Turkish Journal of Medical Sciences




To compare dysfunctional voiding symptom scores (DVSSs) between enuretic children and nonenuretic controls and to investigate associated factors that may affect DVSS. Materials and methods: A questionnaire including demographic features, educational status of parents, DVSS questions, and urinary tract infection (UTI) history was designed. A total of 269 patients were included; Group 1 comprised 161 patients with no voiding symptoms and Group 2 comprised 108 patients with nocturnal enuresis (NE). Children with DVSS of greater than 8.5 were suspected to have dysfunctional voiding. The results were evaluated using SPSS 15.0 with Kruskal-Wallis and multivariate logistic regression tests. Results: The median DVSS was 2 (interquartile range [IQR]: 1-3) in Group 1 and 8 (IQR: 5-12) in Group 2. The percentage of children with DVSS greater than 8.5 was 0.6% in Group 1 and 53.1% in Group 2 (P = 0.01). The percentage of children with UTI history was significantly higher in Group 2 (34.3%) than Group 1 (15.9%) (P = 0.03). An increase in the educational level of the father decreased DVSS by 0.5-fold. Presence of UTI history increased DVSS 2.5-fold. Conclusion: The DVSS is a rapid, easy tool for determining abnormal voiding parameters in children. Children with NE had higher DVSSs, which was significantly affected by the father's educational status and the child’s UTI history.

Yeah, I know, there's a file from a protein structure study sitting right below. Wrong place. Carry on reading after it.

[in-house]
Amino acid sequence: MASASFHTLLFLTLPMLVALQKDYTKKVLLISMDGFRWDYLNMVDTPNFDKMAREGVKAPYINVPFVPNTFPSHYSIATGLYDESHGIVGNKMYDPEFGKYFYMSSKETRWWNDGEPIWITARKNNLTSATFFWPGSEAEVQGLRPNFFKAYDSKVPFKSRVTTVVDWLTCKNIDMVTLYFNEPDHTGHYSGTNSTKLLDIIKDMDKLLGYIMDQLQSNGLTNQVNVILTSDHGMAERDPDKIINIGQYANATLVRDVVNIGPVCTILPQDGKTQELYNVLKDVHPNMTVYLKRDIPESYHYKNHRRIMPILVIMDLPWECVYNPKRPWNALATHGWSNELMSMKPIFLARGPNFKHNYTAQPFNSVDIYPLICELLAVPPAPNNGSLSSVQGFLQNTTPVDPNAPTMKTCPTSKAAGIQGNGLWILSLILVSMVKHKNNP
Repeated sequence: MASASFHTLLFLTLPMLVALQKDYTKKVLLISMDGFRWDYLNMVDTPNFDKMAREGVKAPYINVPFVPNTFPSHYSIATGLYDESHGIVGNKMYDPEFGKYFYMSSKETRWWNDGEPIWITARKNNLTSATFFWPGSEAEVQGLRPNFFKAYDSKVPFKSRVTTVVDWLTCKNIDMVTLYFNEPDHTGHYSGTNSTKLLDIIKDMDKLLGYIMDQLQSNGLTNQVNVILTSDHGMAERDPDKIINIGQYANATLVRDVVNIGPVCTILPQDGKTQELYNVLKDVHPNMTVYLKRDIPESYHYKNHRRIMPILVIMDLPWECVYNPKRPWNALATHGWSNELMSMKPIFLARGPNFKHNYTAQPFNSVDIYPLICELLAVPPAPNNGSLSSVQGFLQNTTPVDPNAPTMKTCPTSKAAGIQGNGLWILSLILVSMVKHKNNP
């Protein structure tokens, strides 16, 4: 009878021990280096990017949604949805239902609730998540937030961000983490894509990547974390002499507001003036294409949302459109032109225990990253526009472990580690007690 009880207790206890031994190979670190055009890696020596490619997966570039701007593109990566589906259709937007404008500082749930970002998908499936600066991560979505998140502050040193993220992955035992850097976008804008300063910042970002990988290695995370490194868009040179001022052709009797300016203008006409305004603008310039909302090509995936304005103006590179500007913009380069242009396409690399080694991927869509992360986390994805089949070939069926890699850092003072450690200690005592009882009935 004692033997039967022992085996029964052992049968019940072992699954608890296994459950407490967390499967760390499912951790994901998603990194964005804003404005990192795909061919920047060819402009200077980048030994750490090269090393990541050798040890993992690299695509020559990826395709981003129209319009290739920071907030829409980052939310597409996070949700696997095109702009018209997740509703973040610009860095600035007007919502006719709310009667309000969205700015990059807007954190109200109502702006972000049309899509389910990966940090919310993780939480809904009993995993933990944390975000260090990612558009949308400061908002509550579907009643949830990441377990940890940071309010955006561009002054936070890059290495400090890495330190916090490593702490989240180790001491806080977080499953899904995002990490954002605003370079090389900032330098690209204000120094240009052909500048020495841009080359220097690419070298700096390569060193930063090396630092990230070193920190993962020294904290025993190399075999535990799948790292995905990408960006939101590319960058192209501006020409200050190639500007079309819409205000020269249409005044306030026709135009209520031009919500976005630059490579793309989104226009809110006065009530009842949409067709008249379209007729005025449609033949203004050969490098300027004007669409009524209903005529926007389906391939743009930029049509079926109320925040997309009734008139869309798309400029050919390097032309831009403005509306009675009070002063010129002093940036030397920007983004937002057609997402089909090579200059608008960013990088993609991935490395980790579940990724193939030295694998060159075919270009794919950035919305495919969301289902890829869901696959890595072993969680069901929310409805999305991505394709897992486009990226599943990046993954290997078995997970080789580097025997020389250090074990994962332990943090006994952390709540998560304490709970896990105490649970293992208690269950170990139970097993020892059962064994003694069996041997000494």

Childhood, dysfunctional voiding, dysfunctional voiding symptom score, enuresis, nocturnal enuresis

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